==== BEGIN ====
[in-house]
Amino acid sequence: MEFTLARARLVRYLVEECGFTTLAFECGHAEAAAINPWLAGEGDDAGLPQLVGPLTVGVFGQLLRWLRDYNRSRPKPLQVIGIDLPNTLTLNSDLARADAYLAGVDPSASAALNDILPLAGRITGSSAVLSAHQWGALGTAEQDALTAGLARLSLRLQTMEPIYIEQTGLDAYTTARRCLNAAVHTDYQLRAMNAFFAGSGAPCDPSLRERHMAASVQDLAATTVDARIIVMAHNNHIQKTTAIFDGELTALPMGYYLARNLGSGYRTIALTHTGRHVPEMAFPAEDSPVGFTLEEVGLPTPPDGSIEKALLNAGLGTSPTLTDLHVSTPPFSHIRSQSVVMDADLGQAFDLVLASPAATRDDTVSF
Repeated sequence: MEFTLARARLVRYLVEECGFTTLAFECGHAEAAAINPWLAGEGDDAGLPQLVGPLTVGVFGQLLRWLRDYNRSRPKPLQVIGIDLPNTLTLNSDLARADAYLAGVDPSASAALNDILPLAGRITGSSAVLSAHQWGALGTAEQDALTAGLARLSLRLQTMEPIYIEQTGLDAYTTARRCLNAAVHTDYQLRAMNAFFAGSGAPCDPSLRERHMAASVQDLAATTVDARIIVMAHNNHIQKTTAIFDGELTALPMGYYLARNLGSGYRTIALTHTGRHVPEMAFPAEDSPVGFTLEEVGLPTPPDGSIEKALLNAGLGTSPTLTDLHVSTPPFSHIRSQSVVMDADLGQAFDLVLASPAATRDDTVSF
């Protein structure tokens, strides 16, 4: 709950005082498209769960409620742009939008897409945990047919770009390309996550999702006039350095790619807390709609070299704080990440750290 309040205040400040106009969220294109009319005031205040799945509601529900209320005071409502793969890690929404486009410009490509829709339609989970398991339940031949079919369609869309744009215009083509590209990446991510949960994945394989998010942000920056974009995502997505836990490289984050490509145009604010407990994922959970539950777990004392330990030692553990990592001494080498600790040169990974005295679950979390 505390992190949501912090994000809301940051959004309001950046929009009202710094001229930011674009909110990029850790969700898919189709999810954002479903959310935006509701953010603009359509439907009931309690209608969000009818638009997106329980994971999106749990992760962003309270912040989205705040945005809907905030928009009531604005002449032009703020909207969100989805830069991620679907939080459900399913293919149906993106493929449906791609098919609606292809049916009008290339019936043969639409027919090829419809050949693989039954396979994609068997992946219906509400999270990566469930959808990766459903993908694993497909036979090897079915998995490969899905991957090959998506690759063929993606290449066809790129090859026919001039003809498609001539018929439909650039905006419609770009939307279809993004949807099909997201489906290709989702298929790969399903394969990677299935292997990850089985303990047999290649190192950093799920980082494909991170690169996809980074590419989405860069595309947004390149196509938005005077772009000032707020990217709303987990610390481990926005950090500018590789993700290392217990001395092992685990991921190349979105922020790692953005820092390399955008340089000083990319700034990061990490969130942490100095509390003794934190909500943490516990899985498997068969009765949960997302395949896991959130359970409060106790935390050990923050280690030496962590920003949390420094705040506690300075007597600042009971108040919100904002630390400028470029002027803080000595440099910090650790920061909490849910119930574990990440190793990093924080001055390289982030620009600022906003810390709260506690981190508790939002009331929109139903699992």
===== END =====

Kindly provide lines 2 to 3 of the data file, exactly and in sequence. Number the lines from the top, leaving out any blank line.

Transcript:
Amino acid sequence: MEFTLARARLVRYLVEECGFTTLAFECGHAEAAAINPWLAGEGDDAGLPQLVGPLTVGVFGQLLRWLRDYNRSRPKPLQVIGIDLPNTLTLNSDLARADAYLAGVDPSASAALNDILPLAGRITGSSAVLSAHQWGALGTAEQDALTAGLARLSLRLQTMEPIYIEQTGLDAYTTARRCLNAAVHTDYQLRAMNAFFAGSGAPCDPSLRERHMAASVQDLAATTVDARIIVMAHNNHIQKTTAIFDGELTALPMGYYLARNLGSGYRTIALTHTGRHVPEMAFPAEDSPVGFTLEEVGLPTPPDGSIEKALLNAGLGTSPTLTDLHVSTPPFSHIRSQSVVMDADLGQAFDLVLASPAATRDDTVSF
Repeated sequence: MEFTLARARLVRYLVEECGFTTLAFECGHAEAAAINPWLAGEGDDAGLPQLVGPLTVGVFGQLLRWLRDYNRSRPKPLQVIGIDLPNTLTLNSDLARADAYLAGVDPSASAALNDILPLAGRITGSSAVLSAHQWGALGTAEQDALTAGLARLSLRLQTMEPIYIEQTGLDAYTTARRCLNAAVHTDYQLRAMNAFFAGSGAPCDPSLRERHMAASVQDLAATTVDARIIVMAHNNHIQKTTAIFDGELTALPMGYYLARNLGSGYRTIALTHTGRHVPEMAFPAEDSPVGFTLEEVGLPTPPDGSIEKALLNAGLGTSPTLTDLHVSTPPFSHIRSQSVVMDADLGQAFDLVLASPAATRDDTVSF